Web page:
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Frozen bank account and no explanation – an overview of suspicious Activity Reports and the high street bank customer from Brett Wilson LLP civil fraud solicitors.

suspicious Activity Reports (sARs) have been with us for over 10 years, but to many outside the Regulated sector they are a somewhat unfamiliar concept. The number of sARs has increased steadily.  The latest available statistics (October 2009-september 2010) show that nearly 250,000 sARs are made each year.  So what exactly is a sAR, what goes on behind the scenes, and what causes your bank account to be frozen? The following is a typical example.  John earns £30,000 per year and has a bank account at one of the Big Four high street banks (over half of all sARs are reported by the Big Four, and 80% from all banks).  John receives £100,000 in his account from, say, Nigeria.  The Banks computer has an algorithm designed to spot any transaction that is unusual or suspicious.  John typically deposits £2,000 per month.  Nigeria is on a watch list.  An alarm bell rings and the transaction is brought to the attention of the Banks Nominated Officer “lets call him Dave.  Dave looks at the information and has concerns that the activity is suspicious.  That is, he suspects money laundering.  He files an electronic sAR with the serious Organised Crime Agency (sOCA) and includes a request for consent to proceed with the transaction.  Dave presses a button on the Banks computer system; this freezes the bank account.

Pausing here, why has Dave done this?  There are two reasons.  Firstly, the Bank is in the Regulated sector and must have a Nominated Officer and such a system in place.  Under sections 330-332 of the Proceeds of Crime Act 2002 (POCA) Dave as the Nominated Officer is obliged to report any suspicious activity to sOCA.  If he does not he commits a criminal offence.  Likewise, any other member of the Bank is obliged to report any suspicion they have to Dave (for Dave to decide whether to file a sAR).  Thus, other members of the Bank can pass the buck to Dave for him to make the call, but if they dont pass it they themselves will commit an offence.  Banks cannot choose to turn a blind eye.  Like it or not, those in the Regulated sector are very much in the frontline of the policing of money laundering.  They are the unpaid eyes and ears with everything to lose and nothing to gain.  It sounds harsh because it is (on numerous occasions the Court of Appeal has reminded us that POCA is intended to be draconian piece of legislation).  The second reason why Dave acts is because the filing of a sAR (if followed by consent to proceed) will provide a defence to any allegation of money laundering.  Money laundering offences (sections 327-329 of POCA) prohibit the acquisition, possession, retention, concealment, disguise, conversion, use, transfer or removal [from the UK] of criminal property, where the defendant knows or suspects that the property represents the proceeds of crime or is intended for use in criminal activity.  Being concerned in arrangements which the defendant knows or suspects will facilitate money laundering is also an offence.  To put it crudely, if Dave suspects that the money in Johns account might be dirty then the Bank cannot allow John to move or access the money and he must file a report to sOCA.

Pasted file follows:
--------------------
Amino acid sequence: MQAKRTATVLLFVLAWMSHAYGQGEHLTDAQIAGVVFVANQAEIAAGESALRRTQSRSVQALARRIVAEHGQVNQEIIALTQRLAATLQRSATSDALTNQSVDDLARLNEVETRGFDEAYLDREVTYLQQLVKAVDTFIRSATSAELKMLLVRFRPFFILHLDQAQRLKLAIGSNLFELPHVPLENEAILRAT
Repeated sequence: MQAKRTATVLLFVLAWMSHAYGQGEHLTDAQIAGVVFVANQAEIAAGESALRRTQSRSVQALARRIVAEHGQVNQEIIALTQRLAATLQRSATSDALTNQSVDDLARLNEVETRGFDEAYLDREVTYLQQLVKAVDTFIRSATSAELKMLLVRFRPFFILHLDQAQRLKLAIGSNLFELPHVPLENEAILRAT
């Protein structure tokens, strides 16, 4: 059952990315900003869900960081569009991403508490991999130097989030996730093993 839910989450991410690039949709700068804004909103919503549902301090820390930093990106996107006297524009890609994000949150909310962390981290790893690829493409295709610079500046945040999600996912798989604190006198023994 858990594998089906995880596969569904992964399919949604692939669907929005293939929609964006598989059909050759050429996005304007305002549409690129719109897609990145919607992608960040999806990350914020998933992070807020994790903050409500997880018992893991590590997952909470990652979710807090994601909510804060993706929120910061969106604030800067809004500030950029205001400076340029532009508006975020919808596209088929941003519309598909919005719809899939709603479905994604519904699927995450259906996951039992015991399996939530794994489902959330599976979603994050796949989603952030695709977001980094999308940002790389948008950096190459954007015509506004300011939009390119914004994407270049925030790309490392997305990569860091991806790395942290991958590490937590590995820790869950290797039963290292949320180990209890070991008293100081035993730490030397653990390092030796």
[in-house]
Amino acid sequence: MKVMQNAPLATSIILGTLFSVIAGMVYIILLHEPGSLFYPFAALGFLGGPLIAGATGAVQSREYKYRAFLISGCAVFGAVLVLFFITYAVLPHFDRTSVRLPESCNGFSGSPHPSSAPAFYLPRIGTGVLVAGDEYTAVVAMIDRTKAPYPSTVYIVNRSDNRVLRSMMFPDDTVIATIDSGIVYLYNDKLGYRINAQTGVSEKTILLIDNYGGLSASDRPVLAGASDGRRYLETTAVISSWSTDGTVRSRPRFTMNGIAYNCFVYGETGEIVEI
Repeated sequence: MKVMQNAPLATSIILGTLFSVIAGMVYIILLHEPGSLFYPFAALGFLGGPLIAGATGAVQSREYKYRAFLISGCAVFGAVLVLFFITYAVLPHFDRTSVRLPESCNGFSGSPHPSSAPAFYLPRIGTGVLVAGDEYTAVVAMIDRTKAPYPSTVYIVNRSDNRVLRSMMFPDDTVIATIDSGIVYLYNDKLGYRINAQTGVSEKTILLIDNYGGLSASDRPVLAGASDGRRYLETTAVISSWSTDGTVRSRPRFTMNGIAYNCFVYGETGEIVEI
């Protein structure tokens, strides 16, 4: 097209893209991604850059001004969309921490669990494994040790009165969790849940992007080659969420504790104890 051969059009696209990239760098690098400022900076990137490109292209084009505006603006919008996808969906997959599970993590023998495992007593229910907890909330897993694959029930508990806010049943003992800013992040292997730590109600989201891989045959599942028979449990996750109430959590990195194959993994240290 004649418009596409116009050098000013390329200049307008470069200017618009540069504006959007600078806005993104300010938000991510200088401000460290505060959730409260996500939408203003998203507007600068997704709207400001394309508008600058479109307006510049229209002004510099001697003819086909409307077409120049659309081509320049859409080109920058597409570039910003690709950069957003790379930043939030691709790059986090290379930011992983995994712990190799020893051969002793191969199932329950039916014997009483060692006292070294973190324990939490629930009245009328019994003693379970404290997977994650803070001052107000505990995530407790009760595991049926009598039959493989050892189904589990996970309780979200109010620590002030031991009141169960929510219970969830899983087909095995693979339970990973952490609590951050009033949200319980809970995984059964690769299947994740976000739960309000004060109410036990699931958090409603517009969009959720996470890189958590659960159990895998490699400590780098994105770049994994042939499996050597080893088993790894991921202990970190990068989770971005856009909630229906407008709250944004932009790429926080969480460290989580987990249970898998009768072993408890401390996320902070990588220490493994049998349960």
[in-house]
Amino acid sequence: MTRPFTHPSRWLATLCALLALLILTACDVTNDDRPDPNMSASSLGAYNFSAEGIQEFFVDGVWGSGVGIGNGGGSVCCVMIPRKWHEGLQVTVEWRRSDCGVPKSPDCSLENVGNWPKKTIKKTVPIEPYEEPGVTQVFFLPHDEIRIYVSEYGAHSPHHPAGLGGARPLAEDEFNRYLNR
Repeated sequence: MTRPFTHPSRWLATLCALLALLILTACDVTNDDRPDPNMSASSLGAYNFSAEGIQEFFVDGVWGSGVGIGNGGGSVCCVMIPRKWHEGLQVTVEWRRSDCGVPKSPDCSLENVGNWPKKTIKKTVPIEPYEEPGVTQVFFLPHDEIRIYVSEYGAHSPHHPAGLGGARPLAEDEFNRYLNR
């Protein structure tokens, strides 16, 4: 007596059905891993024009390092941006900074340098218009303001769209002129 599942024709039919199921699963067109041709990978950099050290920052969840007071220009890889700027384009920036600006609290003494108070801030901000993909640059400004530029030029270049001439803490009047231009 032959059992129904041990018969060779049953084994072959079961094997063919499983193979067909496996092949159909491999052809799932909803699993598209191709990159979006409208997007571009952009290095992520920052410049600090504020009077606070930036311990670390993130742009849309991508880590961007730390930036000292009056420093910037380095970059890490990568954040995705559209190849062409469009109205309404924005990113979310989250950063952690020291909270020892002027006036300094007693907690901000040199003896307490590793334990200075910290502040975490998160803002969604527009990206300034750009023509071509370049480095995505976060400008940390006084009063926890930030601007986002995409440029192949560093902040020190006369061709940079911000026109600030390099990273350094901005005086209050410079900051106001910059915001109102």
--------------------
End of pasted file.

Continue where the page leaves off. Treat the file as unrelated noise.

Friday night comes round and John tries to pay a restaurant bill.  His card doesnt work.  This is terribly embarrassing; his partner has to pay for him.  On saturday John telephones his bank to ask whats going on.  His card is still not working, but he knows his account is not overdrawn (In fact hes just received a large inheritance from his late grandmothers estate in Nigeria).  The Banks centralised call centre is less than helpful.  They tell him to come into the branch.  John does this on Monday.  Again they cannot help; the manager is off sick apparently.  John calls up the Bank the following day to complain.  They tell him the account has been suspended, but they cannot say why. They suggest he pops into a branch.  John is pulling his hair out.  He goes into a branch and after being kept waiting for what seems to be an inordinate amount of time is told that they cannot give him any further information, but that he should receive a letter.